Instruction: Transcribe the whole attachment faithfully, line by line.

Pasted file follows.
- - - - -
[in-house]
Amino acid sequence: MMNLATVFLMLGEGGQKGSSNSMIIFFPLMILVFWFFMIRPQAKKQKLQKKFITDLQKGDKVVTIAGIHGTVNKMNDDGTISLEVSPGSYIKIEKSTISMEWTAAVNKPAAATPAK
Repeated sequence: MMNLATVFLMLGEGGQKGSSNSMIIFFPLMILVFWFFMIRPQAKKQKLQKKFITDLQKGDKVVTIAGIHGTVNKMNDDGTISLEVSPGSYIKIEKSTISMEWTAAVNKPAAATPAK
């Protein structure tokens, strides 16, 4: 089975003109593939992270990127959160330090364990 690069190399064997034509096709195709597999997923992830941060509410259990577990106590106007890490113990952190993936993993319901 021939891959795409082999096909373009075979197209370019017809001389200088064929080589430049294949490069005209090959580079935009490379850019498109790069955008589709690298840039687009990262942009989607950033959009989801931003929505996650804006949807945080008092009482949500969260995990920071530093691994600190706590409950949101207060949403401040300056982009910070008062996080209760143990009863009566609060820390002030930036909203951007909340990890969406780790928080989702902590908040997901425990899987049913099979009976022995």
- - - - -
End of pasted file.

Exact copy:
[in-house]
Amino acid sequence: MMNLATVFLMLGEGGQKGSSNSMIIFFPLMILVFWFFMIRPQAKKQKLQKKFITDLQKGDKVVTIAGIHGTVNKMNDDGTISLEVSPGSYIKIEKSTISMEWTAAVNKPAAATPAK
Repeated sequence: MMNLATVFLMLGEGGQKGSSNSMIIFFPLMILVFWFFMIRPQAKKQKLQKKFITDLQKGDKVVTIAGIHGTVNKMNDDGTISLEVSPGSYIKIEKSTISMEWTAAVNKPAAATPAK
């Protein structure tokens, strides 16, 4: 089975003109593939992270990127959160330090364990 690069190399064997034509096709195709597999997923992830941060509410259990577990106590106007890490113990952190993936993993319901 021939891959795409082999096909373009075979197209370019017809001389200088064929080589430049294949490069005209090959580079935009490379850019498109790069955008589709690298840039687009990262942009989607950033959009989801931003929505996650804006949807945080008092009482949500969260995990920071530093691994600190706590409950949101207060949403401040300056982009910070008062996080209760143990009863009566609060820390002030930036909203951007909340990890969406780790928080989702902590908040997901425990899987049913099979009976022995």